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Sunset for solar? New rooftop arrays won’t be as affordable if APS drastically cuts payments to homeowners

Posted by   /  August 27, 2013  /  No Comments

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By Christopher Leone | Arizona Daily Sun

Geoff Barnard recently put 10 solar panels on his roof, although he concedes that he and his wife were already big advocates of renewable energy and reducing their carbon footprint as much as possible.

“We don’t have a single incandescent bulb in the house,” Barnard said. “They’re all CFLs [compact fluorescent lamps], so we don’t use a lot of energy.”

Before installing the solar system, Barnard’s electric bill was about $60 per month. After installing a 2.6-kilowatt sys- tem, his bill dropped to about $10 to $20 per month.

 GEOFF BARNARD STANDS in front of the roof-mounted solar array at his Flagstaff home Tuesday afternoon. / Jake Bacon/Arizona Daily Sun

GEOFF BARNARD STANDS in front of the roof-mounted solar array at his Flagstaff home Tuesday afternoon. / Jake Bacon/Arizona Daily Sun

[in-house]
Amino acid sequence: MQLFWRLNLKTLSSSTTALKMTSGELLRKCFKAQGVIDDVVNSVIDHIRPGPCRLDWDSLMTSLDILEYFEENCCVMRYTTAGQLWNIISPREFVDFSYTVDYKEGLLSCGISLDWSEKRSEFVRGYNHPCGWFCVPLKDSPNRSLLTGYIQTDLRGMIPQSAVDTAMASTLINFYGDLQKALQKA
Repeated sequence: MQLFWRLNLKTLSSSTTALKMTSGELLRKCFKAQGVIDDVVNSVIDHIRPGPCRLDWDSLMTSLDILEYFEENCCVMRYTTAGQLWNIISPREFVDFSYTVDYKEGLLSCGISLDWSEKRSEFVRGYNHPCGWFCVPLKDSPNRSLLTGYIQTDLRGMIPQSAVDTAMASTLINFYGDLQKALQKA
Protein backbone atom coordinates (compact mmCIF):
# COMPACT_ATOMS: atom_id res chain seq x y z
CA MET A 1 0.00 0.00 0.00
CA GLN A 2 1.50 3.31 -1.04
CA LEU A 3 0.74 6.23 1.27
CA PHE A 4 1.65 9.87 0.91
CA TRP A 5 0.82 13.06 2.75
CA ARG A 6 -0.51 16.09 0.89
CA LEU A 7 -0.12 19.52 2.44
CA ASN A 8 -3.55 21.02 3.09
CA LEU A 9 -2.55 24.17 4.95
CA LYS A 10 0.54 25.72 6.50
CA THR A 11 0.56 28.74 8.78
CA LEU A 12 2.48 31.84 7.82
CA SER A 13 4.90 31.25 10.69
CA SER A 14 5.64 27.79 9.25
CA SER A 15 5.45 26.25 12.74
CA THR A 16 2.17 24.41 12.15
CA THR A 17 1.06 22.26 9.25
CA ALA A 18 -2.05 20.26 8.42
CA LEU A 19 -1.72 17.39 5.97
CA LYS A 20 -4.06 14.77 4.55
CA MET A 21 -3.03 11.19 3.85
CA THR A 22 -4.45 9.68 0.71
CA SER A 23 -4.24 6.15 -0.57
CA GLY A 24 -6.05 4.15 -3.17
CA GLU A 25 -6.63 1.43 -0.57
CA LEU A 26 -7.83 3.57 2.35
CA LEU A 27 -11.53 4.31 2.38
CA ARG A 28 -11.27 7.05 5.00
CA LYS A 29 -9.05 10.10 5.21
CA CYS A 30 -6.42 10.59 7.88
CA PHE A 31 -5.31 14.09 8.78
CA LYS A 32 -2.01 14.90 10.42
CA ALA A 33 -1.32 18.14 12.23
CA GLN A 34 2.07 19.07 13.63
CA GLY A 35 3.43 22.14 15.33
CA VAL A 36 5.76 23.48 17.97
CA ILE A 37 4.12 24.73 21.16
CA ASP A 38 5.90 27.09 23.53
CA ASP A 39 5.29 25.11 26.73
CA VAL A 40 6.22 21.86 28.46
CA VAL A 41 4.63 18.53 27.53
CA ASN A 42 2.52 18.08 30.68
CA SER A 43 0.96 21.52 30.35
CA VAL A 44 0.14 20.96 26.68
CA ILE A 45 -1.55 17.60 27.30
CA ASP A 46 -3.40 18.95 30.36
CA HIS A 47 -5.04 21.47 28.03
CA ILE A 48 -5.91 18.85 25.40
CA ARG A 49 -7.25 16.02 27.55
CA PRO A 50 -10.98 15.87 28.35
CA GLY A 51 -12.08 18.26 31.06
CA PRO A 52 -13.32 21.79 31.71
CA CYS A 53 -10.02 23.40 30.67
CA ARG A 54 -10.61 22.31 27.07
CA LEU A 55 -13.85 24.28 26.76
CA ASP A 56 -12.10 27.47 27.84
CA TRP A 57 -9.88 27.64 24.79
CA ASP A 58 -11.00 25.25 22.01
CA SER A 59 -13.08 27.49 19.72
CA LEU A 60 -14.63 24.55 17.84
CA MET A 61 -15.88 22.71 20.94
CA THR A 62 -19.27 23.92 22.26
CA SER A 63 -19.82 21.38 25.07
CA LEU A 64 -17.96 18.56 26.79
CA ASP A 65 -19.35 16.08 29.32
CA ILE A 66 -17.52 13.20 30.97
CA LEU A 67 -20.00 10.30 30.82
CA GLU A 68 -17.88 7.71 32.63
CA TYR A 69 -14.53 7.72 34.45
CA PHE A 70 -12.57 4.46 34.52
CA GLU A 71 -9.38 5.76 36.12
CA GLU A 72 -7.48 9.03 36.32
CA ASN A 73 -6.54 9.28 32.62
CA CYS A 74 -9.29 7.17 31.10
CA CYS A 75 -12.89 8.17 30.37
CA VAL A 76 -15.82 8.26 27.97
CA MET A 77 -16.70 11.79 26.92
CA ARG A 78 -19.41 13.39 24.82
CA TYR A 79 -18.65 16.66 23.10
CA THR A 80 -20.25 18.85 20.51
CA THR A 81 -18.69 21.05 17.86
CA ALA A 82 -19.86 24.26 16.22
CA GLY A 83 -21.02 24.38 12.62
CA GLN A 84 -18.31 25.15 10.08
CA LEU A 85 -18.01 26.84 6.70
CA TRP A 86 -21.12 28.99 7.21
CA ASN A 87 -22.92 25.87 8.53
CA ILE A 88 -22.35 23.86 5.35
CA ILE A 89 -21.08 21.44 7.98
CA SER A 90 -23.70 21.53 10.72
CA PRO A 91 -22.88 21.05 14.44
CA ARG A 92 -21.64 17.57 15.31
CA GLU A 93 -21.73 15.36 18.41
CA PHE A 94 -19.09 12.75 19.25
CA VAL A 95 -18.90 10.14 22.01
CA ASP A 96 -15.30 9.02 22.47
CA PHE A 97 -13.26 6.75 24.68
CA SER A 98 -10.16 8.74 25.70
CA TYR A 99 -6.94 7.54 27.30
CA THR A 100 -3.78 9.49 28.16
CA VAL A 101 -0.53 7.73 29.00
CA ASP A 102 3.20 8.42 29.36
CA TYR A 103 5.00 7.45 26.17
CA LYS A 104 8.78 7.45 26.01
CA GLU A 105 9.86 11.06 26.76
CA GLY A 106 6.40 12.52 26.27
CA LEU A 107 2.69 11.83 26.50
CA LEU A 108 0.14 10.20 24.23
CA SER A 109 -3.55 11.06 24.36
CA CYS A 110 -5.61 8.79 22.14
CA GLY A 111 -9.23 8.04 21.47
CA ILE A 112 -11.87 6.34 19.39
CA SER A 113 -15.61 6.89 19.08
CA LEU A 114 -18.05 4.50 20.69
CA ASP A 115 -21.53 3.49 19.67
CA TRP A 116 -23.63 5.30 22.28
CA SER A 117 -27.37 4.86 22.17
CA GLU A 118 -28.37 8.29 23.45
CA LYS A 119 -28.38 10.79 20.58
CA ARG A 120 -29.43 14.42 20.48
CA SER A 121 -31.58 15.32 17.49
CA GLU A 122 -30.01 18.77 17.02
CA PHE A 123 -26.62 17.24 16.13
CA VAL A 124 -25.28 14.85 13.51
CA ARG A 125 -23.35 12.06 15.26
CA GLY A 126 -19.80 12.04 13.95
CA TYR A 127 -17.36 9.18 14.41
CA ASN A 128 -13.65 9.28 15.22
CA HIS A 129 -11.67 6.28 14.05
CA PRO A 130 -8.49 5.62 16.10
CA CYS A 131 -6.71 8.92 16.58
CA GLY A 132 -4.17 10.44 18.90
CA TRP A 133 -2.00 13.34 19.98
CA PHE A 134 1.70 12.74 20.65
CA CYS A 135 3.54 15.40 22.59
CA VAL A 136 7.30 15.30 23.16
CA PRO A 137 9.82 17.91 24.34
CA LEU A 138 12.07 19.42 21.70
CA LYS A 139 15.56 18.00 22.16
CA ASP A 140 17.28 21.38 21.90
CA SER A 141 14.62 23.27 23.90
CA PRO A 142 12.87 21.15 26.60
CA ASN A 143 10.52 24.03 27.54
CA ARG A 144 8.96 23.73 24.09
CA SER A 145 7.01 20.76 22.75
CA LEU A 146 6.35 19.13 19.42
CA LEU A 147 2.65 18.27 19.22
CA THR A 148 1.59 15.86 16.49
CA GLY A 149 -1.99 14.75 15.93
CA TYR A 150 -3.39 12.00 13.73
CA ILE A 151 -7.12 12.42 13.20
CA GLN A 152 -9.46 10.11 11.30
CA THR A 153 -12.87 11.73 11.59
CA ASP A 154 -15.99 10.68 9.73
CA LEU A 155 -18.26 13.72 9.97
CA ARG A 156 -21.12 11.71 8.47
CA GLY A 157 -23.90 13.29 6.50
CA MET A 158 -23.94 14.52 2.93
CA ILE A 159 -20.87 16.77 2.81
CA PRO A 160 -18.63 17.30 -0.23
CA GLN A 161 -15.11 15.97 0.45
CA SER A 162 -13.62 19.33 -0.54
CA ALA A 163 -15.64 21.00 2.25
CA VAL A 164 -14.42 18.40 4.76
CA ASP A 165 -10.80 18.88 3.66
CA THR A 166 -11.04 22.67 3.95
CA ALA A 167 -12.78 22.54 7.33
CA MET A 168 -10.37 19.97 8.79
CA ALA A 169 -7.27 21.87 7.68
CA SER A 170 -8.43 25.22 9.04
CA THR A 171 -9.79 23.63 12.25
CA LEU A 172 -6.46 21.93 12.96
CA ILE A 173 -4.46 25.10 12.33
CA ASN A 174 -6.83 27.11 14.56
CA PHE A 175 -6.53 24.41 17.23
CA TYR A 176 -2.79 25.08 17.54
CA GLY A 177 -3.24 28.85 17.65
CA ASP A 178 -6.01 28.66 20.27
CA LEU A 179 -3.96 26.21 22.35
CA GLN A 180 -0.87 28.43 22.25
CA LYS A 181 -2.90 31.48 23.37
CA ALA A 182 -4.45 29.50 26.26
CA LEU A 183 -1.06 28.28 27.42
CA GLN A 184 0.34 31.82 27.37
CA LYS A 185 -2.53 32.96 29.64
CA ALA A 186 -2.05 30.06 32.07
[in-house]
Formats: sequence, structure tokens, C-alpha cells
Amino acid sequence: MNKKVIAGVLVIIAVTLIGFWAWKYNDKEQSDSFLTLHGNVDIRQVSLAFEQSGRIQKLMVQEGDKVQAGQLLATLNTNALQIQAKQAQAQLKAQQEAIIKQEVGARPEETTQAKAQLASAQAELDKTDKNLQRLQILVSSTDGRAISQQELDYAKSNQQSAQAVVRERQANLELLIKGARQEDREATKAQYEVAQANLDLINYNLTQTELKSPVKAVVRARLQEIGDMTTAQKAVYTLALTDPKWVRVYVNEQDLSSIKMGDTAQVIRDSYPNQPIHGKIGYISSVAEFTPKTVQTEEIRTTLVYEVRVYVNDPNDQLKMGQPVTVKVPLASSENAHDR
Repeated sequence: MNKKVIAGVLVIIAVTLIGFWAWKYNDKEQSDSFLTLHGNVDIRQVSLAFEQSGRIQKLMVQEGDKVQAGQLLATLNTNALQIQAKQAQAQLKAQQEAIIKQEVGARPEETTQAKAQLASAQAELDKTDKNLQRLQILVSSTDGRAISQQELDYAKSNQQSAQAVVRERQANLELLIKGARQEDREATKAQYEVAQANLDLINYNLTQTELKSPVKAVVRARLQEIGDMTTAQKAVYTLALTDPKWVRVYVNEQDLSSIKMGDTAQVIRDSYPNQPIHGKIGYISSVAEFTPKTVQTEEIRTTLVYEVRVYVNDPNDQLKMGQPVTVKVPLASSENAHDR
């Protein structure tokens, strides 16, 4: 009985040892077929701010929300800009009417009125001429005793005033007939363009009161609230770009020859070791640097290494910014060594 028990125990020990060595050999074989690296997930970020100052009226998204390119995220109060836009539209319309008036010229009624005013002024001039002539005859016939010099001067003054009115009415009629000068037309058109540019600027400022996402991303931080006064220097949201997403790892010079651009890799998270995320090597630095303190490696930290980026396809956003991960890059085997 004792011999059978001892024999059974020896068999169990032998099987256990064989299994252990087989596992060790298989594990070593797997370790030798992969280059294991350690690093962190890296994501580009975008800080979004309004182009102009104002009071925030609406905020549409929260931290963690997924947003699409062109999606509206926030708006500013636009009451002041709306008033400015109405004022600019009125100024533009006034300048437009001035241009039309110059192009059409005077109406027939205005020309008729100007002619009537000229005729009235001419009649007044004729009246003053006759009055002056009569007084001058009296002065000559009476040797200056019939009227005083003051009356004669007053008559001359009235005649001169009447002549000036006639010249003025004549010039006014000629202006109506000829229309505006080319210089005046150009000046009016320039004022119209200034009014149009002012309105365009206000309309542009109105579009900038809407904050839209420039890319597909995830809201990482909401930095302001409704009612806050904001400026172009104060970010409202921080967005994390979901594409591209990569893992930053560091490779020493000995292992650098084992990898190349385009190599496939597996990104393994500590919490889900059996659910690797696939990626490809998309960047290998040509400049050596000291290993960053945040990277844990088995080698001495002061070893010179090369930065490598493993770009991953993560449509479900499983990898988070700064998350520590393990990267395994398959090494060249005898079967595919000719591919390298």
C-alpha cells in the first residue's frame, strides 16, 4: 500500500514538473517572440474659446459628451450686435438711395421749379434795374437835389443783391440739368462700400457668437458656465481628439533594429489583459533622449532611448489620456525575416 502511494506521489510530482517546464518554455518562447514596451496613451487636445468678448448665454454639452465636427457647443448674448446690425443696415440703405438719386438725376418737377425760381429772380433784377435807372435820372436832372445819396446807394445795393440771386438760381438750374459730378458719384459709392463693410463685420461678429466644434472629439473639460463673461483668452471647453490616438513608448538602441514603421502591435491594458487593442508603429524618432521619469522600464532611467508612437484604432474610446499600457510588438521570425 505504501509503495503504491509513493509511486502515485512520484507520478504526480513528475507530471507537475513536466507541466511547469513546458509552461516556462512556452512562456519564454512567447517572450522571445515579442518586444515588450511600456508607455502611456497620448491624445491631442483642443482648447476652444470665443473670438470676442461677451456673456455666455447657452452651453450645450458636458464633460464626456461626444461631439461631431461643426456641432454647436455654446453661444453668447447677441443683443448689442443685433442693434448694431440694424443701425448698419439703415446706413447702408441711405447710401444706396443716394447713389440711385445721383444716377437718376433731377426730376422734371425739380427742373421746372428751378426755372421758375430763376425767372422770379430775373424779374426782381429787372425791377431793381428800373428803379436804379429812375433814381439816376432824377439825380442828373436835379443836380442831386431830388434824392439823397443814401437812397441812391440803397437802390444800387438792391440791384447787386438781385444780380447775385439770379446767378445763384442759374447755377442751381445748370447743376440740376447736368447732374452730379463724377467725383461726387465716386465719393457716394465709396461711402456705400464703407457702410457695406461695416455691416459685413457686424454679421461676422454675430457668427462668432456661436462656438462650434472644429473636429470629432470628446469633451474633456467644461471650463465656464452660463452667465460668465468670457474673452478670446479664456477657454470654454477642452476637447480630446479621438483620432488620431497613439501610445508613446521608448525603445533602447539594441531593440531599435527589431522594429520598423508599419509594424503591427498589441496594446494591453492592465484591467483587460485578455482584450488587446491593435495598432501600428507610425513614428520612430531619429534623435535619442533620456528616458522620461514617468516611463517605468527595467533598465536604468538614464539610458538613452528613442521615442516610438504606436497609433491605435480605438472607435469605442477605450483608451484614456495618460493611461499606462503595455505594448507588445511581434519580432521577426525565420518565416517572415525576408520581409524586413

One reason for the low bill is that Barnard is now using less electricity from Arizona Public Service and more from his rooftop panels. (The average solar monthly bill, says APS, is $62 a month). Another is that when the sun is shining and he’s not using much electricity, the excess solar power is bought back by APS at the same price as the utility sells its power to him.

The billing arrangement, called net metering, helps solar customers like Barnard pay off their installation costs even faster because of the greater monthly savings.

But APS says net metering doesn’t recover the fixed costs of transmission lines and other infrastructure that solar customers still use. It is proposing to cut by more than half — from 12 cents a kwh to 5 cents — the price it buys back excess electricity from rooftop solar customers, a move that would more than double the average monthly electric bill for a solar customer. (APS is also proposing to in- crease incentives for installing a rooftop solar system.)

That cut in the buyback price, in turn, might make discourage many prospective rooftop installations, putting the nascent solar panel industry in Arizona into a

financial tailspin.

If APS’s request is denied, the utility would probably have to ask for an over- all rate increase to offset net metering’s pinch on its ability to recover its fixed costs from rooftop solar clients, said Barbara Lockwood, general manager for energy innovation at Arizona Public Service. That means nonsolar customers would be subsidizing solar even more.

Also: Record PV Demand From China And Japan Marks Turning Point For Solar



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